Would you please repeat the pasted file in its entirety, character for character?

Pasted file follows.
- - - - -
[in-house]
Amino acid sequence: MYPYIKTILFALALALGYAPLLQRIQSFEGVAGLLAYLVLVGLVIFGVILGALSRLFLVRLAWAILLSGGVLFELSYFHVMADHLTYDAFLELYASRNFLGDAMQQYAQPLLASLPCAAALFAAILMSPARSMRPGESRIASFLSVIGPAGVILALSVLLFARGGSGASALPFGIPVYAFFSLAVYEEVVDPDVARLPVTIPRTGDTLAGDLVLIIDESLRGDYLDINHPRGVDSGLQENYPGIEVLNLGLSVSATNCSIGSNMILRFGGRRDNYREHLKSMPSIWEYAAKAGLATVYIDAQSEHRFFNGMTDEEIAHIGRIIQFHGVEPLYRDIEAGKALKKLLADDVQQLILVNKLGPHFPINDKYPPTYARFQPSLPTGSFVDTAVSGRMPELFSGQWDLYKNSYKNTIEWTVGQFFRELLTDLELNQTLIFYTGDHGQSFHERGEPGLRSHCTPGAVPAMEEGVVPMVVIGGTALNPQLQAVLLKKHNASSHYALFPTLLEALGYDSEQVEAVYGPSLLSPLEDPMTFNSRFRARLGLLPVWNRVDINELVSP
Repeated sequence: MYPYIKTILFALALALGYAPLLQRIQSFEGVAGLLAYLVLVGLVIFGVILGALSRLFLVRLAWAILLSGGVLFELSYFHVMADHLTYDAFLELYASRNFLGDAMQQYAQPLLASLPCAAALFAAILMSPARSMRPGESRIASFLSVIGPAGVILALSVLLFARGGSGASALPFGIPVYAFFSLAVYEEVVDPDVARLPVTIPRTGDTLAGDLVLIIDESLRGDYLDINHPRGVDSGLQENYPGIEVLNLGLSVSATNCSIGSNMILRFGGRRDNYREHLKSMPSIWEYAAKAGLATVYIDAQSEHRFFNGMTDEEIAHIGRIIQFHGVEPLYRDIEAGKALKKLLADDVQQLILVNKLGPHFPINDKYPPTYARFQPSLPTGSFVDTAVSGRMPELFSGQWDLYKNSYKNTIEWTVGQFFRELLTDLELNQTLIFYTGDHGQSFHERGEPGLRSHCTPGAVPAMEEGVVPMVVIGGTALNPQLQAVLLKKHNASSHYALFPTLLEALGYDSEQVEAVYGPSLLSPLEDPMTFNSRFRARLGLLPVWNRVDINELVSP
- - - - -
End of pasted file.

[in-house]
Amino acid sequence: MYPYIKTILFALALALGYAPLLQRIQSFEGVAGLLAYLVLVGLVIFGVILGALSRLFLVRLAWAILLSGGVLFELSYFHVMADHLTYDAFLELYASRNFLGDAMQQYAQPLLASLPCAAALFAAILMSPARSMRPGESRIASFLSVIGPAGVILALSVLLFARGGSGASALPFGIPVYAFFSLAVYEEVVDPDVARLPVTIPRTGDTLAGDLVLIIDESLRGDYLDINHPRGVDSGLQENYPGIEVLNLGLSVSATNCSIGSNMILRFGGRRDNYREHLKSMPSIWEYAAKAGLATVYIDAQSEHRFFNGMTDEEIAHIGRIIQFHGVEPLYRDIEAGKALKKLLADDVQQLILVNKLGPHFPINDKYPPTYARFQPSLPTGSFVDTAVSGRMPELFSGQWDLYKNSYKNTIEWTVGQFFRELLTDLELNQTLIFYTGDHGQSFHERGEPGLRSHCTPGAVPAMEEGVVPMVVIGGTALNPQLQAVLLKKHNASSHYALFPTLLEALGYDSEQVEAVYGPSLLSPLEDPMTFNSRFRARLGLLPVWNRVDINELVSP
Repeated sequence: MYPYIKTILFALALALGYAPLLQRIQSFEGVAGLLAYLVLVGLVIFGVILGALSRLFLVRLAWAILLSGGVLFELSYFHVMADHLTYDAFLELYASRNFLGDAMQQYAQPLLASLPCAAALFAAILMSPARSMRPGESRIASFLSVIGPAGVILALSVLLFARGGSGASALPFGIPVYAFFSLAVYEEVVDPDVARLPVTIPRTGDTLAGDLVLIIDESLRGDYLDINHPRGVDSGLQENYPGIEVLNLGLSVSATNCSIGSNMILRFGGRRDNYREHLKSMPSIWEYAAKAGLATVYIDAQSEHRFFNGMTDEEIAHIGRIIQFHGVEPLYRDIEAGKALKKLLADDVQQLILVNKLGPHFPINDKYPPTYARFQPSLPTGSFVDTAVSGRMPELFSGQWDLYKNSYKNTIEWTVGQFFRELLTDLELNQTLIFYTGDHGQSFHERGEPGLRSHCTPGAVPAMEEGVVPMVVIGGTALNPQLQAVLLKKHNASSHYALFPTLLEALGYDSEQVEAVYGPSLLSPLEDPMTFNSRFRARLGLLPVWNRVDINELVSP